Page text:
12 And he will take upon him death, that he may loose the bands of death which bind his people; and he will take upon him their infirmities, that his bowels may be filled with mercy, according to the flesh, that he may know according to the flesh how to succor his people according to their infirmities.
13 Now the Spirit knoweth all things; nevertheless the Son of God suffereth according to the flesh that he might take upon him the sins of his people, that he might blot out their transgressions according to the power of his deliverance; and now behold, this is the testimony which is in me. (Alma 7:11-13)

We know from this that Christ DID pay for our sins, something that Morgan deemphasizes or rejects in his divine infusion theory. I believe that Jesus not only lifted the universe out of darkness, but he also lifted each individual, as well. Without suffering, he could not have succored us - something that Morgan was uncertain about in his article.

But the evidence of the scriptures show that Jesus totally paid for all sins and for a free resurrection. All of us will resurrect and return to God's presence, thanks to the atonement. Our part in it is to receive as much light of Christ into our lives so that we are able and willing to receive God's presence. Otherwise, we will find ourselves miserable in God's presence, and desire a lesser kingdom.

8 comments:

Jacob said...

Hi rameumptom,

Thanks for making me feel famous. I enjoyed reading your review of my paper and it sounds like we have a lot of overlap in our views.

Your main complaint seems to be that I have left out the atonement's role in paying for our sins. I'm interested to know what you mean when you say that Christ paid for our sins. Usually people mean something like penal-substitution, but you sound like you don't accept that theory. So, in what sense do sins "cost" something and how does Christ "pay" for them?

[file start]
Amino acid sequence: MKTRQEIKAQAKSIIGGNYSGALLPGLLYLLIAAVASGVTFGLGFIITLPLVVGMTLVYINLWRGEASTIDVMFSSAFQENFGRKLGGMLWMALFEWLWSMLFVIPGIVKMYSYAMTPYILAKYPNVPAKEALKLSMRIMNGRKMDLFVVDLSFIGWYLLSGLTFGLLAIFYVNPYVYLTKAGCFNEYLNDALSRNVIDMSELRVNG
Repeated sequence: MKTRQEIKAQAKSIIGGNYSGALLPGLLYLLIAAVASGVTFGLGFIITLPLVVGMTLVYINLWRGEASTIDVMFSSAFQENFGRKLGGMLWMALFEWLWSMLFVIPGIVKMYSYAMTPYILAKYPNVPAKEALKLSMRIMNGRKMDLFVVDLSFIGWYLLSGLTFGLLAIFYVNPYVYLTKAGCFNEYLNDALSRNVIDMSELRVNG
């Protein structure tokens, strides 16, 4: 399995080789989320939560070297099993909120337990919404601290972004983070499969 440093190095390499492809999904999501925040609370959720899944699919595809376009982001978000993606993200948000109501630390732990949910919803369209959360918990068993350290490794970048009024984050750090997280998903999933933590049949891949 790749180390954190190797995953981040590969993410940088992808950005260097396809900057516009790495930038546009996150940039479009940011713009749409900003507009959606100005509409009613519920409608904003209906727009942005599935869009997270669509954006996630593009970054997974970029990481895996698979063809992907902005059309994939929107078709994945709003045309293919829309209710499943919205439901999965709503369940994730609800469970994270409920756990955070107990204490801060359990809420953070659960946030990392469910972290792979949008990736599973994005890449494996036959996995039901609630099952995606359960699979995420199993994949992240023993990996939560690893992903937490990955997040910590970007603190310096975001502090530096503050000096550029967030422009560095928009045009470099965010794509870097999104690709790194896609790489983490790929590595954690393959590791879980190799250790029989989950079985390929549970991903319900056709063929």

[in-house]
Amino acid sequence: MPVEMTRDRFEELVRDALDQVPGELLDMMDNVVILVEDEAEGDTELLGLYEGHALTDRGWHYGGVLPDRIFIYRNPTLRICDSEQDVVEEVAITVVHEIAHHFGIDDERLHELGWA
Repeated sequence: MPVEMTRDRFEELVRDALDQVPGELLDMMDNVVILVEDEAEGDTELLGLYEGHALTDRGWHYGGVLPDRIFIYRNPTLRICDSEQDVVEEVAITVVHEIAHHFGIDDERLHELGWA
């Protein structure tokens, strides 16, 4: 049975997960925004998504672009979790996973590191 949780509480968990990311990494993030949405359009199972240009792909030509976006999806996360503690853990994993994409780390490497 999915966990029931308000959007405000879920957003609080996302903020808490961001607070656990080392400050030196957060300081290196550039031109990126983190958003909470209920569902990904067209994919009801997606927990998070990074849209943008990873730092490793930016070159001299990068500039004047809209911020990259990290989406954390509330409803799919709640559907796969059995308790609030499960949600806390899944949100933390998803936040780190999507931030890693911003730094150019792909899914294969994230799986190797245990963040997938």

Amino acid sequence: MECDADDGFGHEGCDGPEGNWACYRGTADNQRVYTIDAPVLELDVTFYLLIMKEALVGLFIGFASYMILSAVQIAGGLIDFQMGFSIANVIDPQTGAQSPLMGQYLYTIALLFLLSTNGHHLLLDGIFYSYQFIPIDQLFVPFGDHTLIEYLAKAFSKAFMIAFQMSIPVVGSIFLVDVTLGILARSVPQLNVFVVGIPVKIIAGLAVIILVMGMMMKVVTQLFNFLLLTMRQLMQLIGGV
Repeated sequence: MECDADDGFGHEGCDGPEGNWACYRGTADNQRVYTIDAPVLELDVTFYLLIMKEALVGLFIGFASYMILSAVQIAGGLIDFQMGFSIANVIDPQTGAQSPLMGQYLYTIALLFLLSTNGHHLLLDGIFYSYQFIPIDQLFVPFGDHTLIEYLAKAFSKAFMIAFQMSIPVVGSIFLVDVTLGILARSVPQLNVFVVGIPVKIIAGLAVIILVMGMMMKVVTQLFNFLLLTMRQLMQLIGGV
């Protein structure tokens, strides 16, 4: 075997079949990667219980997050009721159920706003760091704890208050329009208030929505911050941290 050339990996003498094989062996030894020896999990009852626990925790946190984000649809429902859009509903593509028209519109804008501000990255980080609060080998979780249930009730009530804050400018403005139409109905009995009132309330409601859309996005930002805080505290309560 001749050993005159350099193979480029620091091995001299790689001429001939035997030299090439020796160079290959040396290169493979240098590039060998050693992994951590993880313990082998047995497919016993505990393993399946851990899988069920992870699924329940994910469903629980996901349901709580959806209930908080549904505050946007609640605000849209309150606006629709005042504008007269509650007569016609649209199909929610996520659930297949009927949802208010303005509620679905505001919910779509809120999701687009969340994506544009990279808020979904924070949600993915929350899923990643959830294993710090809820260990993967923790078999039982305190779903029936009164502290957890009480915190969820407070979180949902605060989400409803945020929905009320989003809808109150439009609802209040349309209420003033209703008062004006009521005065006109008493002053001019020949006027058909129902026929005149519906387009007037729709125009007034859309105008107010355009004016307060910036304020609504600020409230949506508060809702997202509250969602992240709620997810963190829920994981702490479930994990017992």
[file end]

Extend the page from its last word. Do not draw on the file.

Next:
Robert C. said...

Rameumpton, I'll be interested in following the discussion here. We've been hashing out Blake Ostler's Compassion Theory over at the New Cool Thang blog—here's a list of his atonement posts. Warning: they are long! Several threads have well over a hundred comments....

rameumptom said...

Jacob,
My view of Christ's atonement is that it literally has paid entirely for everything - a free gift. The scriptures show us time and again, whether we read Paul or the Book of Mormon, etc., that Christ has fully paid for all sins and pains, etc. The only thing at issue is whether we accept his free offering or not. Better stated: whether we are ABLE to fully accept his free offering or not.

Alma 11-12, Mormon 9, Helaman 14, D&C 19, and other sections are clear in discussing that the atonement is freely given, and that our only need (which resonates with your article, btw), is that we BECOME able to receive it. Those that cannot withstand the light of God's presence will wish the rocks and mountains fall upon them, instead.

So, there is no penal substitution, or double jeopardy, per se. We don't owe anything to Justice. We just have to turn to Christ and become like Him, in order to capitalize fully on the atonement.

For the thief on the cross, it only took a word of belief to be promised Paradise that very day. He didn't have any repentance period, burning in Spirit Prison, according to scripture. And Alma the Younger only burned in Spirit Prison during his NDE until he repented and believed. After that, some level of salvation was received.

Of course, viewing salvation in these terms tends to open a door that I've heard few discuss before. Are the three levels of the celestial glory (D&C 130): the telestial, terrestrial and celestial? It would more easily explain why all these would return to God's presence.

I can see where others would think we are talking semantics, since in the end, we are discussing why/how someone obtains exaltation or any level of salvation. But I believe the closer we get to actually understanding God's processes, the better we begin to understand and approach God. I think the Lectures on Faith describe it as correctly understanding God's attributes.